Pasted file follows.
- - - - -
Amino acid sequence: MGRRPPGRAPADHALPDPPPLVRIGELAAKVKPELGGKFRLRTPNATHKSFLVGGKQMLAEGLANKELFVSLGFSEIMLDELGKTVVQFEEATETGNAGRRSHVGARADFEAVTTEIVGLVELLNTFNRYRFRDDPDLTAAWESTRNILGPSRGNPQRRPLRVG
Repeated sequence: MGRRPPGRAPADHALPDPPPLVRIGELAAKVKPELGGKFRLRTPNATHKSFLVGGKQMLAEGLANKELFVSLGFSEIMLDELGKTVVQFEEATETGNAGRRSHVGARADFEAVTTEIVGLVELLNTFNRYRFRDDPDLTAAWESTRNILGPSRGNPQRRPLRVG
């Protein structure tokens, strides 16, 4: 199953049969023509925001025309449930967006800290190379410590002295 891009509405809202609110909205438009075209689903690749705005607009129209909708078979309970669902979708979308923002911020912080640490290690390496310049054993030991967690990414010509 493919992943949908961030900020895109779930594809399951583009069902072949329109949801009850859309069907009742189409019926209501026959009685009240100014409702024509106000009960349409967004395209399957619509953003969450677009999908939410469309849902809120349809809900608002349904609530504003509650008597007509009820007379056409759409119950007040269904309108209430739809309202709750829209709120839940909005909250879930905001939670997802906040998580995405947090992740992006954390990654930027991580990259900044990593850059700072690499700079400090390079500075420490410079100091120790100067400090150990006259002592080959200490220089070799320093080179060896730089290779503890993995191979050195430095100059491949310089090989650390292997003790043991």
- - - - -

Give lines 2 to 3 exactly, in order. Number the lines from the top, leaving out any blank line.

Repeated sequence: MGRRPPGRAPADHALPDPPPLVRIGELAAKVKPELGGKFRLRTPNATHKSFLVGGKQMLAEGLANKELFVSLGFSEIMLDELGKTVVQFEEATETGNAGRRSHVGARADFEAVTTEIVGLVELLNTFNRYRFRDDPDLTAAWESTRNILGPSRGNPQRRPLRVG
């Protein structure tokens, strides 16, 4: 199953049969023509925001025309449930967006800290190379410590002295 891009509405809202609110909205438009075209689903690749705005607009129209909708078979309970669902979708979308923002911020912080640490290690390496310049054993030991967690990414010509 493919992943949908961030900020895109779930594809399951583009069902072949329109949801009850859309069907009742189409019926209501026959009685009240100014409702024509106000009960349409967004395209399957619509953003969450677009999908939410469309849902809120349809809900608002349904609530504003509650008597007509009820007379056409759409119950007040269904309108209430739809309202709750829209709120839940909005909250879930905001939670997802906040998580995405947090992740992006954390990654930027991580990259900044990593850059700072690499700079400090390079500075420490410079100091120790100067400090150990006259002592080959200490220089070799320093080179060896730089290779503890993995191979050195430095100059491949310089090989650390292997003790043991």